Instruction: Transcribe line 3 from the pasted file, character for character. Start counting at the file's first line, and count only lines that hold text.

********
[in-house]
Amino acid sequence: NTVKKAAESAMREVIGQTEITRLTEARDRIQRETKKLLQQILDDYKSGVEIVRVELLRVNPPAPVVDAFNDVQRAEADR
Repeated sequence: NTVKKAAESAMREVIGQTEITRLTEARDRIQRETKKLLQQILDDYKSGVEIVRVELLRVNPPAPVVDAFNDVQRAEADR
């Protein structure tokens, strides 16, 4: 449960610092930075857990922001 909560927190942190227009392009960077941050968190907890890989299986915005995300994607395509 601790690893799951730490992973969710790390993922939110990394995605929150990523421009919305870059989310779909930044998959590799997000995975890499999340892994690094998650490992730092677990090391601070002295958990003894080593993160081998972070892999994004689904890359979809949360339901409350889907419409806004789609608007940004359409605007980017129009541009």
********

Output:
Repeated sequence: NTVKKAAESAMREVIGQTEITRLTEARDRIQRETKKLLQQILDDYKSGVEIVRVELLRVNPPAPVVDAFNDVQRAEADR